Konrad and Victor Frankenstein, sixteen-year-old identical twin brothers and best friends, live with their family in a chateau just outside of Geneva in the late 1700s. Konrad is sensible and charming, whereas Victor is rash, headstrong, and arrogant. When Konrad contracts a mysterious illness the doctors are unable to cure, Victor, their cousin Elizabeth Lavenza, and their close friend Henry Clerval search for an answer in the Dark Library, a secret room inside the chateau where they discover alchemist Cornelius Agrippa's Elixir of Life recipe. In a race against Konrad's failing health, the three friends repeatedly risk their own lives to track down the elixir's ingredients. Secrecy, a love triangle, and ultimately deception complicate this dangerous quest, but as Oppel makes hauntingly clear, it is Victor's intense desire to save Konrad's life, no matter the cost, that propels the novel's action. As a prequel to Mary Shelley's gothic classic Frankenstein, this is both meticulously researched and highly original, with the invention of Konrad providing a provocative backstory. The story continually hints at how the brothers' personality differences and Konrad's illness will inevitably lead Victor down the dark path that consumes his adult life. Written from Victor's perspective and filled with his believable internal moral struggles, Oppel's novel is a gripping tale of undying devotion, mixing hope with foreboding. cynthia k. ritter Copyright 2011 Horn Book Magazine Reviews.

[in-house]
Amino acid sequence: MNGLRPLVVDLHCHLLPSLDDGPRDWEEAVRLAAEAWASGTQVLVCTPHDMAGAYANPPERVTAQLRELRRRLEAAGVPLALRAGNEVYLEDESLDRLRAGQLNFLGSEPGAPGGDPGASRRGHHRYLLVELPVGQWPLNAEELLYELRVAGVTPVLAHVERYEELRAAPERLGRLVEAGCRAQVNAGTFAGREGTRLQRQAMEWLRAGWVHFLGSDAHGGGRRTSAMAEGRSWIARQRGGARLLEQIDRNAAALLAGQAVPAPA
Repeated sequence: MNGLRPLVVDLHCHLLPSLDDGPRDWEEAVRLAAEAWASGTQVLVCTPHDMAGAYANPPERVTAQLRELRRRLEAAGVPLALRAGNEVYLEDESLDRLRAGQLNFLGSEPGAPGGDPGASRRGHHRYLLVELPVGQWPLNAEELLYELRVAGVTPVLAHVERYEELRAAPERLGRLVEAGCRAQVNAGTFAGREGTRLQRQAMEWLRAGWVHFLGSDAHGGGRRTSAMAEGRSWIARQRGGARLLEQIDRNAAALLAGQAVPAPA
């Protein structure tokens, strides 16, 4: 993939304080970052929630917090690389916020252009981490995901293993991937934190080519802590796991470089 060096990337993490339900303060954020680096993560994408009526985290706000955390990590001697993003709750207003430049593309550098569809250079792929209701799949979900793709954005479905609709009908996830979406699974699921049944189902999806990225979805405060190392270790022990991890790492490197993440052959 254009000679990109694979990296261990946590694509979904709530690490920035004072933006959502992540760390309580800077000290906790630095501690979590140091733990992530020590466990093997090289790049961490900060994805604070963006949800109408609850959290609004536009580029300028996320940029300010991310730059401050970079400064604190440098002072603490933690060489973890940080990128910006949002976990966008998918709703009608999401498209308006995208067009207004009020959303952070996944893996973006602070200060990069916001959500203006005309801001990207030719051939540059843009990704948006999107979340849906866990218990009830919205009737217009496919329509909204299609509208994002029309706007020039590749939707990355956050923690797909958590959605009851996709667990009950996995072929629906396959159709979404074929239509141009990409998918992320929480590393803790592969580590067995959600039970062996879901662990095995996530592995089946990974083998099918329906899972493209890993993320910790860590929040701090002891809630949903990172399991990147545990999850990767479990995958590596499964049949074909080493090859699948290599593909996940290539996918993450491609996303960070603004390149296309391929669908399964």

Kirkus Reviews 2011 July #2
When his identical twin Konrad falls ill, 15-year-old Victor risks life, body and soul to try and find a cure in this prequel to Mary Shelley'sÂ FrankensteinÂ by Printz Honor–winner Oppel (Airborn, 2004).
Though Victor has always felt an unreciprocated sense of sibling rivalry toward his brother, he will do anything to save Konrad. His parents trust in new medical treatments, and his cousin Elizabeth Lavenza prays to God, but Victor starts studying occult books in the secret library of his family's excessively gothic Swiss chateau. Seeking ingredients for the Elixir of Life, Victor, Elizabeth, Konrad and their friend Henry Clerval embark on a quest "all the more glorious for being full of dangers and terror." Victor's umpteen narrow escapes provide a welcome distraction from a somewhat incestuous and laboriously developed love triangle. The author gestures toward big issues—religion, women's rights, class inequality—but focuses primarily on extensive action sequences. Victor too often describes himself in relation to Konrad, but he develops into a complex and troubled character as the inevitable conclusion draws near. A subplot involving a crippled alchemist and his pet lynx steer the story more toward horror and fantasy than Enlightenment-era science fiction.